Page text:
Development of Category 6 is one of the hottest topics in the cabling industry. Now, when the draft standard is in its 7th version, some conclusions can already be made and used during today’s network upgrade decision making.
Category 6 is a major breakthrough since ratification of Category 5 in 1995. The bandwidth of 250 MHz for Category 6 cabling presents a good step forward from 100 MHz of Category 5 and Category 5E. Category 6 has the headroom needed for future high-speed technologies that are already in development. If you did not know it, the first LAN application for Category 6 will probably be Gigabit Ethernet for Category 6 cabling and it is expected to be published in the first quarter of 2001. Today’s Gigabit Ethernet protocol (1000Base-T) was approved several years ago and is rated for Category 5 and Category 5E cabling. It means that 1 Gigabit of data is to be pumped into a narrow pipe of 100 MHz of bandwidth. Of course, this requires complex noise-cancellation electronics, increases cost and slows 1000Base-T acceptance. A new version of Gigabit Ethernet being developed by TIA/EIA (let’s call it 1000Base-TX) will use the full bandwidth advantage of Category 6 making electronics and devices cheaper and more accessible.
Yes, yes, you are right, the Category 6 standard is not ratified yet (ratification is expected in 2001 in June – September timeframe). Nevertheless, the channel specifications are stable for almost two years and not expected to change. Many manufacturers already have Category 6 solutions. If you buy all components from a reputable manufacturer and the manufacturer warrants that the installed channels will meet Category 6 requirements, you are recommended to seriously consider Category 6 instead of Category 5 and Category 5E cabling.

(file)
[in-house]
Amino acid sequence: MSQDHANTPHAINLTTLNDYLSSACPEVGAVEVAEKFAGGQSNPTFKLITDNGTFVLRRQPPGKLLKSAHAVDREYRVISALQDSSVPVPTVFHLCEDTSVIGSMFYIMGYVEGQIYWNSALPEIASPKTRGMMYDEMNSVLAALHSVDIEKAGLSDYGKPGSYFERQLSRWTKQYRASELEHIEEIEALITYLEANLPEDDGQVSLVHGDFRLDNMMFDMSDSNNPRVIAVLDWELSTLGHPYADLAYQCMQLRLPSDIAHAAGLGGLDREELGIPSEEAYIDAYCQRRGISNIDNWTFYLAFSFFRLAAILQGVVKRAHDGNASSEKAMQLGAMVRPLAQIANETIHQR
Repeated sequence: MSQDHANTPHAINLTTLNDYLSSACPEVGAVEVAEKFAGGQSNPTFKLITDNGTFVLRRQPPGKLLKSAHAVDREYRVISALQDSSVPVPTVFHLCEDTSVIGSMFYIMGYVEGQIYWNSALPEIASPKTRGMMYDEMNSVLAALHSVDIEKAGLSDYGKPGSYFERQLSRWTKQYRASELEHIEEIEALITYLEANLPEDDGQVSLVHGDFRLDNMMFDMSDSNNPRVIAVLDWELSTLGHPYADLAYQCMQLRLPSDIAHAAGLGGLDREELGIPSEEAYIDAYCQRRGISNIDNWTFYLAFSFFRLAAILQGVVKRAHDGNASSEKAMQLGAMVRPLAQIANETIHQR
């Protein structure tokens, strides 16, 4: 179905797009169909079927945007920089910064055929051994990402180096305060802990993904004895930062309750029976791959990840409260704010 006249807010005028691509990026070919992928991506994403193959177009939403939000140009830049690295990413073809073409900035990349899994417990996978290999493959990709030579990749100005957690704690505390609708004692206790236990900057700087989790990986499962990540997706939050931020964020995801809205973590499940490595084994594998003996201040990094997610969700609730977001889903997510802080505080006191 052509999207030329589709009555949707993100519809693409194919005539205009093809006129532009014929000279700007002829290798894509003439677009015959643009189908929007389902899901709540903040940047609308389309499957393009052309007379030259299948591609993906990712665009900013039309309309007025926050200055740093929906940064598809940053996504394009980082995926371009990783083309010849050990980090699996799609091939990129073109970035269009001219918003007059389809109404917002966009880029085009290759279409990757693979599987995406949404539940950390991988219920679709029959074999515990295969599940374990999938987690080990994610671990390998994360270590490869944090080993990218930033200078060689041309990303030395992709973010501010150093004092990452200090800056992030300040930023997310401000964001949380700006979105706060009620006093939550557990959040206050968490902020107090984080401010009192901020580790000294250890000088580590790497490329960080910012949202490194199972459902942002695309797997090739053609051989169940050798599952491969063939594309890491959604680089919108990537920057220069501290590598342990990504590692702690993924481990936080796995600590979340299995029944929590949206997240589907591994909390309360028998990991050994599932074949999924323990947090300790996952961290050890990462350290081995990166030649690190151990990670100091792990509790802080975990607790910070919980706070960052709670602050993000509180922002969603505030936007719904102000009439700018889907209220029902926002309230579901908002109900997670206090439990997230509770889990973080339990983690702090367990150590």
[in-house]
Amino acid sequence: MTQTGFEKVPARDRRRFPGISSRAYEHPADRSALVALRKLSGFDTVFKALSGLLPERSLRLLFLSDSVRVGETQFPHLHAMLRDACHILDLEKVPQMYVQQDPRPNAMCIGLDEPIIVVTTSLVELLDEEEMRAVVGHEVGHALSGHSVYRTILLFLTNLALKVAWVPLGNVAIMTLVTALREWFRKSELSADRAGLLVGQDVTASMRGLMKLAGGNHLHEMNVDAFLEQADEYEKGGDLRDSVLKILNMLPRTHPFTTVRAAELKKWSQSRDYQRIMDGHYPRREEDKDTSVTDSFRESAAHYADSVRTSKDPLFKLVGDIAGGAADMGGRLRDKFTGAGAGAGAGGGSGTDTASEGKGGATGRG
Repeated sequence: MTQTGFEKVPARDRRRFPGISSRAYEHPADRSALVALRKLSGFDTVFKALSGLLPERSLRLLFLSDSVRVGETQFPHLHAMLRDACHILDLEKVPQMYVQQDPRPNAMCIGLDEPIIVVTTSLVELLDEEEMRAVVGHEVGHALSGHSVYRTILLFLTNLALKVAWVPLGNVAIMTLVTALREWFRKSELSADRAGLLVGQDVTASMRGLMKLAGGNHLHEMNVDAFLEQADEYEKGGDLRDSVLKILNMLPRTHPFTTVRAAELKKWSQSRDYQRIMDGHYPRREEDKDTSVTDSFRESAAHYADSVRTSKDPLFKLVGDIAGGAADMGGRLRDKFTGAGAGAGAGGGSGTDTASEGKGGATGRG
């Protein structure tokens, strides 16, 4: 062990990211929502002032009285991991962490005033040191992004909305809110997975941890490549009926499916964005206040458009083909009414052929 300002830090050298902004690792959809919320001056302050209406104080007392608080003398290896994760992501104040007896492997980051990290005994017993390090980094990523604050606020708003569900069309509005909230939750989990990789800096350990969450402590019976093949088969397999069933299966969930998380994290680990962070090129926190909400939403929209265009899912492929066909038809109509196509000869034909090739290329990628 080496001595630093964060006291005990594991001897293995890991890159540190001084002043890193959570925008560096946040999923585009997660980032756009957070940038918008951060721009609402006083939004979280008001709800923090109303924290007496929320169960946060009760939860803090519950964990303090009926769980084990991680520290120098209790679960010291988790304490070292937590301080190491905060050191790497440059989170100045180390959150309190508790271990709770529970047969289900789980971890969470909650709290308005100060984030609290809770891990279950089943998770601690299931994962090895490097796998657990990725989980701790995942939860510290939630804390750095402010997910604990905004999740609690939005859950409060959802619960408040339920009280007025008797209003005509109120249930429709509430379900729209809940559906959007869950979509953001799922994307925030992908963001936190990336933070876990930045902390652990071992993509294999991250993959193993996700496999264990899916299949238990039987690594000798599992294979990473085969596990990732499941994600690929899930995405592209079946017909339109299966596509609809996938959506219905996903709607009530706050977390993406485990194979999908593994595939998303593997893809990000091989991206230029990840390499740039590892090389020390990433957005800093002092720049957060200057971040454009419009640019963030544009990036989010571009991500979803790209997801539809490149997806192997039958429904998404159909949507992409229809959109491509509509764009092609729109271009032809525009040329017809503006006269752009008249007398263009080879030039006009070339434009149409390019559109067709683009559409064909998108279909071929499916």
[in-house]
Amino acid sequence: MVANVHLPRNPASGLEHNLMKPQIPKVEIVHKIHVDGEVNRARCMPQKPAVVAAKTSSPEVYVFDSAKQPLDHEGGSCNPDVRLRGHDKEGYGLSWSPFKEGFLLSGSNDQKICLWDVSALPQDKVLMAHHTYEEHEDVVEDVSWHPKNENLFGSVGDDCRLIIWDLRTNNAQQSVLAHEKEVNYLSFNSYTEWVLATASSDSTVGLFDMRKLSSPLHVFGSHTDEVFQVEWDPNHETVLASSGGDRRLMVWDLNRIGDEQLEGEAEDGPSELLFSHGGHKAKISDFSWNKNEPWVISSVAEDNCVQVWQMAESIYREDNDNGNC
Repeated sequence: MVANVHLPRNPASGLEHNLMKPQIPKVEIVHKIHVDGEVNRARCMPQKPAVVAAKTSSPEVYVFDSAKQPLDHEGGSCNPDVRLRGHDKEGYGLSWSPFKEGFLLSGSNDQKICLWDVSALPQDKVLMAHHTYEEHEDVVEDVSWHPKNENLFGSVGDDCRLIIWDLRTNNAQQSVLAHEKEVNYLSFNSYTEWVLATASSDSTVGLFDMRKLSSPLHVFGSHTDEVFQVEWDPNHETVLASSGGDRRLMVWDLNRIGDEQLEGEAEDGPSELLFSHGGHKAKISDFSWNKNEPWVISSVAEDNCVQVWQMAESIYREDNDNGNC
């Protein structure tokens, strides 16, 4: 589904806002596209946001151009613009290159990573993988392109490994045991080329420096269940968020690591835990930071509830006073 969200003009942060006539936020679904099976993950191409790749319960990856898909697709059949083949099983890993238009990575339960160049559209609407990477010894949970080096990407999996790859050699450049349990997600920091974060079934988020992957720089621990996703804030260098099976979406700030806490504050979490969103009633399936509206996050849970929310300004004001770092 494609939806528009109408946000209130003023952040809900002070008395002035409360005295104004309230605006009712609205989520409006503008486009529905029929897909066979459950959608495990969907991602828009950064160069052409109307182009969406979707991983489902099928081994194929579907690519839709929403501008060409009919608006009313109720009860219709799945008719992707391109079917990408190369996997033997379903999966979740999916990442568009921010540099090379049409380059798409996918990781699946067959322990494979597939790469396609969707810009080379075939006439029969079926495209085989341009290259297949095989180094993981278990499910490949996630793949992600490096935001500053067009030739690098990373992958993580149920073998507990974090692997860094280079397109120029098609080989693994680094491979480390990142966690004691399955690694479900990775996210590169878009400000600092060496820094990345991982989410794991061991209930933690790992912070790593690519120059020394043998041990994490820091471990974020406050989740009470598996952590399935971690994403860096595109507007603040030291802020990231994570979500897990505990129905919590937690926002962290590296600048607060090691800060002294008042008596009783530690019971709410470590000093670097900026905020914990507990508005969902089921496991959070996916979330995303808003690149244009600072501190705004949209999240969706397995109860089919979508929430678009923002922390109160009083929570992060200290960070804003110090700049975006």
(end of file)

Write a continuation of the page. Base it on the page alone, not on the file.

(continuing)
Some words of caution. Be careful with designing Category 6 systems from different vendors’ components. The major problem with Category 6 is backward and inter-compatibility. Today, it means that in general you cannot just buy “Category 6” components from different vendors, connect them together and end up with the Category 6-compliant channel. This fact makes Category 6 strongly different from Category 5. Similarly, if you buy “mixed Category” components from various vendors (for example, a “Category 6” cable from one manufacturer, a “Category 5E” patch panel from another), the installed channel may also not comply with the Category of the lowest-performing component. Remember this when making your purchasing decision.
In summary, if you are deciding, which Category to choose, and you expect your new cabling system to last at least 5-7 years in the world of ever increasing network speeds, consider choosing Category 6 from a reputable manufacturer with a well-written performance and standards compliance warranty.
Finally, some statistics can also answer some of your questions about deploying or not deploying Category 6 solutions. Cabling-Design.com (http://www.cabling-design.com) asked its visitors to answer if they are going to install Category 6. The results are as follows:
Will install this year: 48%
Will never install: 29%
Will install next year: 14%
Will install in 2-3 years: 9%